Sen. Claire McCaskill has fired off a letter to Customs and Border Protection questioning its $297 million contract to Accenture for helping hiring 7,500 agents and officers.
When Accenture won a $297 million contract in December to help Customs and Border Protection recruit and hire 7,500 additional officers and agents, it surely was cause for celebration by the company.
But the win over four other companies also caught the eye of Sen. Claire McCaskill, ranking member of the Senate Homeland Security and Governmental Affairs Committee.
The Democrat from Missouri did some math and determined that the government would be spending nearly $40,000 to hire each new CBP officer and agent that includes 5,000 Border Patrol Agents, 2,000 Customers and Border Patrol officers and 500 air and marine interdiction agents.
So she has fired off a letter to the Homeland Security Department asking a series of questions.
The cost per hire in the contract is almost equal to the entry level salary of a Border Patrol Agent, according to McCaskill.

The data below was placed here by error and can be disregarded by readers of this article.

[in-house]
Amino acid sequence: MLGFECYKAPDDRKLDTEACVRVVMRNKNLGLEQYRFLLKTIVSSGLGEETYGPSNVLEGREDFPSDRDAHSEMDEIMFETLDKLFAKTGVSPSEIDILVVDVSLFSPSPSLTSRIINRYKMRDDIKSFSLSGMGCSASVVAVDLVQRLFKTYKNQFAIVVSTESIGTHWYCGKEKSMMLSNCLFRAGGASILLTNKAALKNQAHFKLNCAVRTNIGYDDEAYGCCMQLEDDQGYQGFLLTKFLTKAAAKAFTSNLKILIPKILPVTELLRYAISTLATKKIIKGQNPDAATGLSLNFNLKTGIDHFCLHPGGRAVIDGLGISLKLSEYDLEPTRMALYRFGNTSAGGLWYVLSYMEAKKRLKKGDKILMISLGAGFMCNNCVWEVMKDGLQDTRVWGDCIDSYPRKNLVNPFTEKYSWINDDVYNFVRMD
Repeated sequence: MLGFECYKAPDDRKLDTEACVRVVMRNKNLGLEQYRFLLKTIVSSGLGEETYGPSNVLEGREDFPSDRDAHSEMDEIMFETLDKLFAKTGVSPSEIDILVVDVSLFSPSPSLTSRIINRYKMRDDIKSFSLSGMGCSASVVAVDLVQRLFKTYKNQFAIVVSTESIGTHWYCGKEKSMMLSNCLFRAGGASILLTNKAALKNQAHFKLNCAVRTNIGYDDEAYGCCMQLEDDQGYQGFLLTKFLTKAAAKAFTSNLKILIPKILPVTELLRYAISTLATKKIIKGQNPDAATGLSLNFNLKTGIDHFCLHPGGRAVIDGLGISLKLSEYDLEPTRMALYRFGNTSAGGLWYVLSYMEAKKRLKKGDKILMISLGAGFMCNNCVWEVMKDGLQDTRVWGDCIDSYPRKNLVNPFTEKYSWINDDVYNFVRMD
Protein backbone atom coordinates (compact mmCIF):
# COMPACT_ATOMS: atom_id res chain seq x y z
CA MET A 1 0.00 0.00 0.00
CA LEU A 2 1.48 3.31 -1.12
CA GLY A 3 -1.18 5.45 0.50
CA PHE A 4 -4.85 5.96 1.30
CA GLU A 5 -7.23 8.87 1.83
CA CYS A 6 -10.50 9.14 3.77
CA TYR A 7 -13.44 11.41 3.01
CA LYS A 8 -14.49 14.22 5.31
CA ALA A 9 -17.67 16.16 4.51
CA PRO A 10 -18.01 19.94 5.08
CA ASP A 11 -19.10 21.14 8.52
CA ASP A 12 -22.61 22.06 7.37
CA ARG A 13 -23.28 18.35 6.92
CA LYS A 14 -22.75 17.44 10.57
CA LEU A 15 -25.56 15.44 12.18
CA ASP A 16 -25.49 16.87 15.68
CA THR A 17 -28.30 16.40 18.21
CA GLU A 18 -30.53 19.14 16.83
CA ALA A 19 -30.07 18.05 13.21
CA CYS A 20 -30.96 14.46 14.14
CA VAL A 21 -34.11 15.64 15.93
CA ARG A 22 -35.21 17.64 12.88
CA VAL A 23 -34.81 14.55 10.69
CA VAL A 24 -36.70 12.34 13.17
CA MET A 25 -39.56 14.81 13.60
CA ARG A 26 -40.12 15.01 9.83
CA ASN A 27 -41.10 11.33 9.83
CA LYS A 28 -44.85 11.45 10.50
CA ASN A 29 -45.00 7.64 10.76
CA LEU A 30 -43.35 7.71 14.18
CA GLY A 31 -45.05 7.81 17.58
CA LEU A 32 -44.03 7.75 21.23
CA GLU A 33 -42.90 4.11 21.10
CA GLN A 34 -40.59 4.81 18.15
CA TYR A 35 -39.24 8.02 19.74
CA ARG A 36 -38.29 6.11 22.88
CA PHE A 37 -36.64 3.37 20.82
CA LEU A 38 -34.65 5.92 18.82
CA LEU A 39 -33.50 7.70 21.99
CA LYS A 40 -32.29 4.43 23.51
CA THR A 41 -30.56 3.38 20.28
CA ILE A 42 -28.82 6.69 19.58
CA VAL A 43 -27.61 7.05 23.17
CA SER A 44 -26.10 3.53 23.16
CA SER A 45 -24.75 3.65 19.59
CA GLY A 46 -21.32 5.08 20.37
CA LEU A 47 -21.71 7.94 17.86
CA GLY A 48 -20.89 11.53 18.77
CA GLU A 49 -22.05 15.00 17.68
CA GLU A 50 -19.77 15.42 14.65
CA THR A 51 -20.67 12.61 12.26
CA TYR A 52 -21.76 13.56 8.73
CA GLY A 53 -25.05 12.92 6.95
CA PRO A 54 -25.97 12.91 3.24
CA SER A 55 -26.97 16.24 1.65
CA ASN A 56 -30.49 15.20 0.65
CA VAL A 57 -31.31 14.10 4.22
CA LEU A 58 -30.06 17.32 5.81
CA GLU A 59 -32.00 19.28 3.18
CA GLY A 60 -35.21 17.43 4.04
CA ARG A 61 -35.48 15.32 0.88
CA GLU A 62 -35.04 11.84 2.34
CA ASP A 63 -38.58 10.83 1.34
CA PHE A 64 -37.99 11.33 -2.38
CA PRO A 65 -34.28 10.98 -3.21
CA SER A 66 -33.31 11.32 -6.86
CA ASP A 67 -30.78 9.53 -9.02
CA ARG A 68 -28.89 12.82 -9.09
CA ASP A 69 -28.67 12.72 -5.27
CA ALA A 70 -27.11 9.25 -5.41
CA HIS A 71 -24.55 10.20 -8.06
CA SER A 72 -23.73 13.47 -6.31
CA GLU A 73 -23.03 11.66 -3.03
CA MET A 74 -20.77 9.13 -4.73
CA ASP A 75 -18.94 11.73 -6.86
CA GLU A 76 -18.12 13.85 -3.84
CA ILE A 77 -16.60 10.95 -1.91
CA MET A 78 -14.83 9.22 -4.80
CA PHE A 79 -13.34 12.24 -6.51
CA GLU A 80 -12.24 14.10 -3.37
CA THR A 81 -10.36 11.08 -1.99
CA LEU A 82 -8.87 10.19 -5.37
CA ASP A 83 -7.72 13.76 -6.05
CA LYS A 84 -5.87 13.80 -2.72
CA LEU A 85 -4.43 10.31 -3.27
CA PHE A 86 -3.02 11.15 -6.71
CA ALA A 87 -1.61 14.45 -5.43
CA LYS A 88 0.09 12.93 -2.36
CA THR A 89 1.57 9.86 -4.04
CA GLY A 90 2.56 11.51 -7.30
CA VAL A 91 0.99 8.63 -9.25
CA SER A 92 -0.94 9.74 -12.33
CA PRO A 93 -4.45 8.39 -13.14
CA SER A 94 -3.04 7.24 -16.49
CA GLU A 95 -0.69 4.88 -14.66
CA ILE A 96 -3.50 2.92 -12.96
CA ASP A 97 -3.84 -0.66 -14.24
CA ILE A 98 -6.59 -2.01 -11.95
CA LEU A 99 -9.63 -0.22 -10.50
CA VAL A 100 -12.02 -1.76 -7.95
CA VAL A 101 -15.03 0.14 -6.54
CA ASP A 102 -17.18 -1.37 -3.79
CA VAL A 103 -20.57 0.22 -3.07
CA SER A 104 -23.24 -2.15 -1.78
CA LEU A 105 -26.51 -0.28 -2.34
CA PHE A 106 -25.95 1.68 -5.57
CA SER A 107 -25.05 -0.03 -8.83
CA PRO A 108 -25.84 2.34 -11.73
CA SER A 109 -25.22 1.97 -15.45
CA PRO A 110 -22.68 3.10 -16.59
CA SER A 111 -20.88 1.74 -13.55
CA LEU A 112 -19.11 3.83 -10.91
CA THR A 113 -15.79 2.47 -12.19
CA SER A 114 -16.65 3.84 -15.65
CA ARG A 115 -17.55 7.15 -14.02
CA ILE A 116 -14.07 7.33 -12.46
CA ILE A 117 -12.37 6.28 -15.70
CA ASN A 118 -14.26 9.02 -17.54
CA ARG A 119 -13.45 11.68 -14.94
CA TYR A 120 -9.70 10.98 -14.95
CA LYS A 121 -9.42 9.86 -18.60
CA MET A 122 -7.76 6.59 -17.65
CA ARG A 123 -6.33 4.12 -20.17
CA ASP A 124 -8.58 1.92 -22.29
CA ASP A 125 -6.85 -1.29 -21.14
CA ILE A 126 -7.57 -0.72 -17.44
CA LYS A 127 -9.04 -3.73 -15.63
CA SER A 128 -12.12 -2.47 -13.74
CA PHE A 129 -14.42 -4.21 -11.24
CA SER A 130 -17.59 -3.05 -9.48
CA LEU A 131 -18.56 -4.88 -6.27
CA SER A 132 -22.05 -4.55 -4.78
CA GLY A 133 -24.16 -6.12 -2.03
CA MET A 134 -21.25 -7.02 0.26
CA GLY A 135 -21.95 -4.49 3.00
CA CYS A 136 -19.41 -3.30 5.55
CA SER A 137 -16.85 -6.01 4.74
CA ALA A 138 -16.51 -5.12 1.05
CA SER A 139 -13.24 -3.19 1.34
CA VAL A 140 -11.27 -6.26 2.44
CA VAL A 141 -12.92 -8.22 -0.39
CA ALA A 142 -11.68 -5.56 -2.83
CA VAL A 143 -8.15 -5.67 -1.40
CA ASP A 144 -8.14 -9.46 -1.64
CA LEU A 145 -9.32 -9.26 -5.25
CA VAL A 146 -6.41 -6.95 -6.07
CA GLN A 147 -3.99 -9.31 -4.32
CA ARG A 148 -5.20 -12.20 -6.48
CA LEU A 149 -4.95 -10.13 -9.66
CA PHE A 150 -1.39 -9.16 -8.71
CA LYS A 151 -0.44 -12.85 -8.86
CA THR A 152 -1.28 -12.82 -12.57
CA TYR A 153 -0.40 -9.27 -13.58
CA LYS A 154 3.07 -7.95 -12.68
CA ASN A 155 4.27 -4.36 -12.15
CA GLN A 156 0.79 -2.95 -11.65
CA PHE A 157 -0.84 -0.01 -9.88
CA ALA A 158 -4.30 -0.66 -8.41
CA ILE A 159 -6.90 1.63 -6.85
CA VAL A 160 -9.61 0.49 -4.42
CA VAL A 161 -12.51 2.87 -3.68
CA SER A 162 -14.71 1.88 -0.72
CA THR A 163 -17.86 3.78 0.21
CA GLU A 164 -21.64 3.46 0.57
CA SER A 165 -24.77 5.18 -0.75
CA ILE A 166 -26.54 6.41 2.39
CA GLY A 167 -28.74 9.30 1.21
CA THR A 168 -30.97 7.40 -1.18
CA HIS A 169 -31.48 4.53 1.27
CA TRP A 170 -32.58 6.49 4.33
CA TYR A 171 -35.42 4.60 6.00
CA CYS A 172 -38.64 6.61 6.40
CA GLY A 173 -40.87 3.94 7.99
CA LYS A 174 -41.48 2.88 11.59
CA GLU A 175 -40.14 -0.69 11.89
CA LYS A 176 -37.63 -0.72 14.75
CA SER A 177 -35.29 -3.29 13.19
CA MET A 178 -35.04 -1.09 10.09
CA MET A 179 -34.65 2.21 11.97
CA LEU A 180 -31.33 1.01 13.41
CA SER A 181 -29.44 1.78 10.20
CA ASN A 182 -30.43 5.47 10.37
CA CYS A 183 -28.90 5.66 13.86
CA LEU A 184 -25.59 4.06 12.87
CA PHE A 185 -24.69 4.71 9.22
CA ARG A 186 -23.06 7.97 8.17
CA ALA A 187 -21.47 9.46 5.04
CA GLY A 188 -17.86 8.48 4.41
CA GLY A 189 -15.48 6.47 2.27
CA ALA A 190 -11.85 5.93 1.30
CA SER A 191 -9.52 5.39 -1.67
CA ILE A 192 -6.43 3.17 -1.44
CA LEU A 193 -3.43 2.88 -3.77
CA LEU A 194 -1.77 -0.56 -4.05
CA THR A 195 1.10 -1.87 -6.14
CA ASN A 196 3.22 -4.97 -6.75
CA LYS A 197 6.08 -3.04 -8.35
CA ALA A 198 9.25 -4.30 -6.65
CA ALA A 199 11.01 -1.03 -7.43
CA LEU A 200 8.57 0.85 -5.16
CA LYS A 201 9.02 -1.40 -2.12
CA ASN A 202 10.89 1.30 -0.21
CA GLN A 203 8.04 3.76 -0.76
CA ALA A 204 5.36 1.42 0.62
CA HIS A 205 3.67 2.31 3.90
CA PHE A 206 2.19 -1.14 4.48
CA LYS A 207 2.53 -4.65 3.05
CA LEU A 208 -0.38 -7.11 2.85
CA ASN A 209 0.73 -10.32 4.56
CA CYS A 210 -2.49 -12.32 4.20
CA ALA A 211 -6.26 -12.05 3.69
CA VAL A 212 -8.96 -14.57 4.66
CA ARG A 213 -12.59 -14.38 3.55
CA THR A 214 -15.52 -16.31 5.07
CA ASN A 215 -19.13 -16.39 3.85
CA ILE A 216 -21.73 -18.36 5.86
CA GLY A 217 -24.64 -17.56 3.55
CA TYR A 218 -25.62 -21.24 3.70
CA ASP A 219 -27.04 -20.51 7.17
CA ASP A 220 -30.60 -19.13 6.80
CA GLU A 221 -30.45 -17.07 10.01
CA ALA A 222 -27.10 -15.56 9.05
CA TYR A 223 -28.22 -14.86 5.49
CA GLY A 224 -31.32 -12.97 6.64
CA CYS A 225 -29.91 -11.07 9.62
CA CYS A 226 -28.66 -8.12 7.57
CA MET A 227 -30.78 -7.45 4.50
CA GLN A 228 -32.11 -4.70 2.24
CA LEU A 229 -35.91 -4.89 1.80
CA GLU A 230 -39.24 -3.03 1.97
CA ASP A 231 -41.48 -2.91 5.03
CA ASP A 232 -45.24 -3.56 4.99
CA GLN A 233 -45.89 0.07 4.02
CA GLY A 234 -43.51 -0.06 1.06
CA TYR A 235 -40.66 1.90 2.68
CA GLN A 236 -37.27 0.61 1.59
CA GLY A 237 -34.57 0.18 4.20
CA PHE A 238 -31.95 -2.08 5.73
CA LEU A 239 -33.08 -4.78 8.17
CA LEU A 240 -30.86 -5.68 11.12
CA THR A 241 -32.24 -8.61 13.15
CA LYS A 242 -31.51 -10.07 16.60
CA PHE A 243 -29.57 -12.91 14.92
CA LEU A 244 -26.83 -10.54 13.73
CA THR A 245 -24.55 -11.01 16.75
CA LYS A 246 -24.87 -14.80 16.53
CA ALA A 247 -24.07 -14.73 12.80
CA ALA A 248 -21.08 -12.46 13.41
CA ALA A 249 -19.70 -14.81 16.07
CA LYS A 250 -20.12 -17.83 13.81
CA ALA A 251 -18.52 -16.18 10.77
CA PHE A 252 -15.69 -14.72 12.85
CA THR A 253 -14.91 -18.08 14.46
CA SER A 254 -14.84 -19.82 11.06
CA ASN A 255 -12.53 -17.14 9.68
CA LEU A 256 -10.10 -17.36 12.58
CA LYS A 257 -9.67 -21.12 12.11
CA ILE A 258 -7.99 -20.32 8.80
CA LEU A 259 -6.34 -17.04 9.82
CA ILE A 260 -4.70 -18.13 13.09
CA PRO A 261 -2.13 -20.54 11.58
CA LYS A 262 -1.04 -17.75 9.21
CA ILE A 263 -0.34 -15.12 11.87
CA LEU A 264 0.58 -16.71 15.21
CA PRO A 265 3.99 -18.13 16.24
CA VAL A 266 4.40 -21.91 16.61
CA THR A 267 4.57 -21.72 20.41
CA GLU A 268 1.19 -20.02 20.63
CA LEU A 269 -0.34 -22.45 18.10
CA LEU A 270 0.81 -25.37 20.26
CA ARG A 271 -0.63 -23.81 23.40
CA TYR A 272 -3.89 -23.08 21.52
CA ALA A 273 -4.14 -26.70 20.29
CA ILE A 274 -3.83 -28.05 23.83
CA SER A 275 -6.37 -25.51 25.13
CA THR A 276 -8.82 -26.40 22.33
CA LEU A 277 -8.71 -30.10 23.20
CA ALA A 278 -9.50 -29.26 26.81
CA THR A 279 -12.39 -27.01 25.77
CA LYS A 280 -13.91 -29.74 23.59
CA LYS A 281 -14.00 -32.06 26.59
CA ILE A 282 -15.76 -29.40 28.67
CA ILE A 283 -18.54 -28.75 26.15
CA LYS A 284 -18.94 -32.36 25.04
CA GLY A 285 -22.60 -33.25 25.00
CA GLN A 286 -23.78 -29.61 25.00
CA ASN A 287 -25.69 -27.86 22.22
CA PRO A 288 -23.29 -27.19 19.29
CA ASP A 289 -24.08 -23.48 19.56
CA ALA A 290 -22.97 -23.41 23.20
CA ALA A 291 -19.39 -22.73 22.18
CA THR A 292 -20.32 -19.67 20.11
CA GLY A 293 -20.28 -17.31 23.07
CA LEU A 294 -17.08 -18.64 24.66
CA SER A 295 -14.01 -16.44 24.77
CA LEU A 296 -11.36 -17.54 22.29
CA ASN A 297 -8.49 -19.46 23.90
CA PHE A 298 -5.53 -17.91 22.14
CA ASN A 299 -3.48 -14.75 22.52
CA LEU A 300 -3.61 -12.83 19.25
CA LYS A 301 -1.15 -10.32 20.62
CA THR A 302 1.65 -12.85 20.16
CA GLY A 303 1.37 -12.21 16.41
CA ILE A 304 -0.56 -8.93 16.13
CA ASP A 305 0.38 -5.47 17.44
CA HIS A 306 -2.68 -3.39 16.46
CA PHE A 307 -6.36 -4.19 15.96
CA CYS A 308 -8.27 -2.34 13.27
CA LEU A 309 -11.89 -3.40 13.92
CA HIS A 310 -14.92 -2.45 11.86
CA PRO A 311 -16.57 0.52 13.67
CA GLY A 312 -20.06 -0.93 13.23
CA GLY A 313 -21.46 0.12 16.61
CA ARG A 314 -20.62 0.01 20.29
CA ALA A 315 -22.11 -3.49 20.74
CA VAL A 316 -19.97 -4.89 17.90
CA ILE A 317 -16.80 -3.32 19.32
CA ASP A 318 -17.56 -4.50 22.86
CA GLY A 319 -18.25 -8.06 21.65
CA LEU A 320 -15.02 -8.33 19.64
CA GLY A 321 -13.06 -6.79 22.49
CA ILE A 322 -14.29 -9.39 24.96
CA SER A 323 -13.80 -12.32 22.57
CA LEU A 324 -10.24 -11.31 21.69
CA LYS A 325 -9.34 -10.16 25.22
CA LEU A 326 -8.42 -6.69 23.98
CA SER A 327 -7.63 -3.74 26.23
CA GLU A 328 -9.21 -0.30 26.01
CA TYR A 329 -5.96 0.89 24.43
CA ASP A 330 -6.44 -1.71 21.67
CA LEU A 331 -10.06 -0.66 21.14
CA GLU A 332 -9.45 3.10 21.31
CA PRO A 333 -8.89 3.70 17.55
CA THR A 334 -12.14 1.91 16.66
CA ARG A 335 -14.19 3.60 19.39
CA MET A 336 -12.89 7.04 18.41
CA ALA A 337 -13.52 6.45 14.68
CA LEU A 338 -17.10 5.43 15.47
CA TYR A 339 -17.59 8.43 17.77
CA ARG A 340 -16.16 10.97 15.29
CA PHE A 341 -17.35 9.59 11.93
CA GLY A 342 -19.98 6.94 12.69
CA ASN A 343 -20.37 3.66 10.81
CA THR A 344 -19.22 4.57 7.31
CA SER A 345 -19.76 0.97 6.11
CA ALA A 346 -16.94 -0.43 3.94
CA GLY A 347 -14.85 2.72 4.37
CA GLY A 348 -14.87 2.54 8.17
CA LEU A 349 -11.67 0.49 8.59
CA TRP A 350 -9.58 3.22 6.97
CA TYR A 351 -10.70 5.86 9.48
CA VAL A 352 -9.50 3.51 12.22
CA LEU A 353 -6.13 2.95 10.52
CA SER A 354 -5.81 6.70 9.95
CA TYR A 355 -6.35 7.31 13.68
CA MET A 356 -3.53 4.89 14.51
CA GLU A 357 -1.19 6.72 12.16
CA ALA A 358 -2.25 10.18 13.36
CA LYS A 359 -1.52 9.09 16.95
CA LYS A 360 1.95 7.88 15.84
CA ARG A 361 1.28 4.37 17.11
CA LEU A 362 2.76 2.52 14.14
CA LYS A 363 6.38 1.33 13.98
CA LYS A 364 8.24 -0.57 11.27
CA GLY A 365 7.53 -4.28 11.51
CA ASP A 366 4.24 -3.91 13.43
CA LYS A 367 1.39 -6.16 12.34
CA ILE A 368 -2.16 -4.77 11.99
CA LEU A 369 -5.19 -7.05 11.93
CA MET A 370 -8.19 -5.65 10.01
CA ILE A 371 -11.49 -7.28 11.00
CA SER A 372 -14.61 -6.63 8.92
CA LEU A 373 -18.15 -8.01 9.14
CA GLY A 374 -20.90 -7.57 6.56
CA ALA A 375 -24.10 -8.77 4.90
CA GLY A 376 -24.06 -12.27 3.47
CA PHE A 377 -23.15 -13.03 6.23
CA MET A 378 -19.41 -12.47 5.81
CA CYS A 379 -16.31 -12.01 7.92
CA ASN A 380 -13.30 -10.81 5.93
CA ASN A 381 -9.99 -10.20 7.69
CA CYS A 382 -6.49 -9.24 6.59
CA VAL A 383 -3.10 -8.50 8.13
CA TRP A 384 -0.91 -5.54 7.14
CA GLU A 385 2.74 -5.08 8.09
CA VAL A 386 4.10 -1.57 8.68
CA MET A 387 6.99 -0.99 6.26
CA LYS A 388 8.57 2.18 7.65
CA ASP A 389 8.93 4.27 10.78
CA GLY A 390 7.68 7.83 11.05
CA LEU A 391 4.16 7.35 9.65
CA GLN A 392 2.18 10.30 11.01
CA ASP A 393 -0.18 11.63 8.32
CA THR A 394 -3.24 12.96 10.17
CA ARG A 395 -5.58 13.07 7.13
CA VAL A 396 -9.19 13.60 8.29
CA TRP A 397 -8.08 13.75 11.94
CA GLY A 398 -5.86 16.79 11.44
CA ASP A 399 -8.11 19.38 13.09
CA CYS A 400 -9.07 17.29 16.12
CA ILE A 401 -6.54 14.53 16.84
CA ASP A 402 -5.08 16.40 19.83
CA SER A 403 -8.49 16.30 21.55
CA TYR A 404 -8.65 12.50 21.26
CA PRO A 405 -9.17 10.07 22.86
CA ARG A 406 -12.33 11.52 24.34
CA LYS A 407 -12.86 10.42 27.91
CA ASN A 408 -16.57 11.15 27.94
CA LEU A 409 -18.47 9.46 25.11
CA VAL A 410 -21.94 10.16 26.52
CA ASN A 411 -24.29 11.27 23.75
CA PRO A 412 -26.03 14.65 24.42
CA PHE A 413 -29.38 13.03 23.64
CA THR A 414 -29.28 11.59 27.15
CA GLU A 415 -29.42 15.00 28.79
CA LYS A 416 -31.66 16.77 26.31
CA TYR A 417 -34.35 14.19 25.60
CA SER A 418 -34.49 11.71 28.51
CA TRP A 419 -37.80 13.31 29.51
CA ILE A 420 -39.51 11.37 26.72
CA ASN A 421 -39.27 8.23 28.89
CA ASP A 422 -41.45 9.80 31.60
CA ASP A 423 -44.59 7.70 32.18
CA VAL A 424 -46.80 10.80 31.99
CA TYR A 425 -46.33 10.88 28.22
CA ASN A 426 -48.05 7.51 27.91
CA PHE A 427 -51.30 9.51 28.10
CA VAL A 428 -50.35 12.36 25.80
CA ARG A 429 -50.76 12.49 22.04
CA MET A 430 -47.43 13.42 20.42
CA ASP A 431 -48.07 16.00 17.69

“Despite the high cost [of the contract,] that amount will still not cover all the expenses of hiring,” she wrote.
The contract covers the entrance exam, the pre-qualification, the medical exam, the physical fitness test, the background questionnaire and investigation, a polygraph exam and drug test. But the final adjudication processing lies with CBP officials.
“This means that CBP’s own hiring components may need additional resources to accommodate the increase in personnel,” she wrote.
McCaskill does not argue that the new hires are not needed. In fact, she notes the Border Patrol is losing agents at a faster rate than it can replace them. She also notes the role CBP is stopping the illegal drug trade.
But she is questioning the expense of the contract, especially if it doesn’t cover all of the costs of hiring.
Among the other questions she asks in her letter is why CBP’s Office of Human Resources Management cannot hire the agents and officers itself. Why does it need a contractor?
She also wants to know how CBP determined Accenture’s price was reasonable.
And did CBP ask for money for the contract in its budget? And if not, what programs will be cut to pay for it?
I reached out to both Accenture and CBP. Both declined to comment. A CBP spokesperson said they would respond directly to McCaskill.
McCaskill set a Jan. 24 deadline for CBP to respond.